the Alternatives Study are providing four tracks for nine miles
between Coventry and Birmingham at a cost of £903 million,
to allow fast trains to overtake slower trains, and providing
a grade separated junction south of Leighton Buzzard at a cost
of £243 million, so that trains can switch between fast and
slow lines at 100mph.
19. It is not self-evident that it is necessary
to provide nine miles of four track, rather than one mile, or
just to provide additional tracks in some stations, to permit
fast trains to overtake slow trains, nor that it is worth spending
£243 million to permit trains to change tracks at 100mph.
Combined with the heavy expenditure proposed around Stafford and
Manchester, one wonders whether the proposals represent good value
20. The defect in this study lies in its methods:
it does not try to establish whether the proposed improvements
represent the best value for money. The scale of the increases
in capacity on the WCML that are worth undertaking can only be
established by calculating the return that each increment in capacity
will produce. This methodical approach is essential if the scale
of the desirable investment is to be established. The Alternative
Study relied on expert opinion to establish what investment was
worth undertaking, not methodical analysis, but such an approach
is unlikely to produce the optimal answer. Our subjective judgment
of the exercise is that it suggested more expenditure than is
likely to be proposed by the rational analysis we recommend.
21. For all its limitations, the Alternatives
Study gives an initial impression of the scale of improvements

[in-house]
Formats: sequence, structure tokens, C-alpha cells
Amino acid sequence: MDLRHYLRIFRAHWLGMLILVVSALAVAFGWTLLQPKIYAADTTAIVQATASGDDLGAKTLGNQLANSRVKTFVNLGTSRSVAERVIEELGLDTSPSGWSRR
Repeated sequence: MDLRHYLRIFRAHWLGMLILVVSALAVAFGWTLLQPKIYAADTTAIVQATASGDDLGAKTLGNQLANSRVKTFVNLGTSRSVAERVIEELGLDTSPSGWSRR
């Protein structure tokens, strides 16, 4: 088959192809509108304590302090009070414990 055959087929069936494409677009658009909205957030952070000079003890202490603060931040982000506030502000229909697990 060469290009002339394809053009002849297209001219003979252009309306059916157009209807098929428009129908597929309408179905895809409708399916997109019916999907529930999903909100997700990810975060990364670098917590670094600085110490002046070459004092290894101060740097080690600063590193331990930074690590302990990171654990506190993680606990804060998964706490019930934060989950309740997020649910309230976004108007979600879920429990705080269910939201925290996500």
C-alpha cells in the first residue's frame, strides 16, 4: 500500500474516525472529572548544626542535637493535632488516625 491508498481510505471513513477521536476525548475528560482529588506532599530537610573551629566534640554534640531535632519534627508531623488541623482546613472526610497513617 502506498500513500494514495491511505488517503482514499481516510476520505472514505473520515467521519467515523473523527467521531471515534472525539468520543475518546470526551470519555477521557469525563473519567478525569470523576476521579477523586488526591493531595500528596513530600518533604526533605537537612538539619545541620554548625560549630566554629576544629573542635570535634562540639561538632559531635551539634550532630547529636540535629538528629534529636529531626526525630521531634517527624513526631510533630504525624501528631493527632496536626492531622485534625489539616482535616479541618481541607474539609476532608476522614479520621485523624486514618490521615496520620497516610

needed on the WCML to accommodate the anticipated growth in traffic;
and this impression is that the scale is small. The Study identifies
only three projects between London and Birmingham that it considers
worth undertaking, and the biggest of them - four tracking nine
miles between Coventry and Birmingham - is one of the more questionable
of the proposals. This small number of infrastructure schemes
comes despite the failure to incorporate longer trains as a means
of increasing capacity; it appears technically feasible to increase
the length of trains from 11 to 12 coaches, but this option was
22. The deficiencies of the Alternatives Study
imply that the government cannot claim that HS2 offers the greatest
benefits of all possible means of increasing capacity on the WCML.
A rationally-conducted Alternatives Study might well produce a
means of increasing capacity that gave a better return than the
HS2. The ability to phase any increases in capacity to match increases
in demand - which the builder of a new line does not possess -
also increases the potential return from investments that increase
the capacity of an existing line. Incremental improvements therefore
seem a better policy than large scale investment. They would also
fit better with a policy of improving the financial performance
of the railways.
23 August 2011
471 Advice on the Assessment of Wider Economic Impacts:
A report for HS2. Daniel J Graham and Patricia Melo 2010. P. 37. Back